• HRO Pricing Models and Cost Components. Important cost components of HRO pricing include the financial base case and various cost components of the HRO provider itself.
• Financial base case: Clients seeking the best transaction price need a clear understanding of their internal delivery cost for the outsourced services. This information is captured through a financial base case that identifies in detail the economic factors related to internal service delivery, associated financial assumptions, multi-year status quo projections, and internal future-state assumptions and initiatives.
The financial base case provides clients with a baseline business case to compare against service provider pricing proposals. Just as importantly, buyers should share their “as is” financial base case (not their internal, future-state business case) with their selected HRO providers. Sacrilege? No. If a buyer desires a lower price, providing a 5- to 10-year projection of their current HR costs (with necessary investments and productivity improvements) dramatically lessens the profitability risk for HRO providers. Hence, a lower risk premium is factored into their price. This seems backward to most procurement departments, but it is factual in the HRO industry.
• HRO Provider Cost Components: Numerous service requirement decisions made by the client will directly affect the cost of HRO. Identification, risk/benefit analysis, and strategic adoption of transformationalactivities can be leveraged to generate beneficial transaction pricing. Most service provider price drivers are not binary; rather, client preferences fall across a range of requirements that combine to drive overall transaction price.
Price-influencing factors include the scope of outsourced processes, the service delivery model (amount of client-unique processes vs. standardized processes), volumetrics (number of monthly and annual transactions per HR process), geographic solution (onshore vs. offshore/multi-shore service delivery mix), technology preferences (platform and client vs. service provider location), and status of in-scope employees (retained vs. transitioned vs. terminated). Assessing your preferences for each of these price factors will help you calibrate your price expectations with the realities of market-driven pricing for the service providers.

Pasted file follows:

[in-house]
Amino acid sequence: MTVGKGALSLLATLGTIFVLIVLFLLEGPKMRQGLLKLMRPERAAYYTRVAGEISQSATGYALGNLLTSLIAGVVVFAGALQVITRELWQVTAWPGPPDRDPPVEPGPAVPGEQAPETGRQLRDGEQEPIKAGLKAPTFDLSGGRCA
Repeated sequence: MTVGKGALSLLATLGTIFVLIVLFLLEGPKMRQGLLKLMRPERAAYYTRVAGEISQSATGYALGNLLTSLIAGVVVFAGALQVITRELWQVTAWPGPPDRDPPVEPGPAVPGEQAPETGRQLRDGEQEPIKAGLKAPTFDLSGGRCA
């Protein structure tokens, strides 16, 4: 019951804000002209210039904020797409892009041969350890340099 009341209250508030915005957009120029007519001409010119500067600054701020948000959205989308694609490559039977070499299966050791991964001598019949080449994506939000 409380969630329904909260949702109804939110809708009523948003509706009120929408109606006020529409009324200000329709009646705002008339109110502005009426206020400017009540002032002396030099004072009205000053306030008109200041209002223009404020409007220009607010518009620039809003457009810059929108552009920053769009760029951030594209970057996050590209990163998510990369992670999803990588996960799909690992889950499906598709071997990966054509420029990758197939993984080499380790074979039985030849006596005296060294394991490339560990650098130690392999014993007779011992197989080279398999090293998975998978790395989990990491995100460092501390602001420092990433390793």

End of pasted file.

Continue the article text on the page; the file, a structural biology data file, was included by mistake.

For example, requiring a customized service delivery model that retains much of your current processing from onshore service centers supported by client legacy IT infrastructure will produce transaction pricing on the high-end of the market. Alternatively, adopting a service provider’s standardized transaction processes delivered from a blended onshore/offshore service center mix supported by service provider IT systems will produce lower transaction costs. Where clients fall on the pricing spectrum is driven by complex preferences on risk appetite, cost-consciousness, organizational courage, and transformational desire.
HRO pricing models include fully fixed, cost plus, fixed base plus variable adjustment, and fully variable.
• Fully fixed pricing: This pricing model features a fixed fee to be paid for a defined scope of transactions and level of service delivery within a defined time frame. As the fees and scope are fixed, this pricing model is ill-suited to transactions that experience volumetric variability. Both clients and service providers are exposed to significant financial risk by volume fluctuations for in-scope transactions. If volumes increase, the service provider experiences eroding margins and may counter with degraded service delivery. If volumes decrease, clients are over-paying for the services on a per-transaction basis, and seek redress.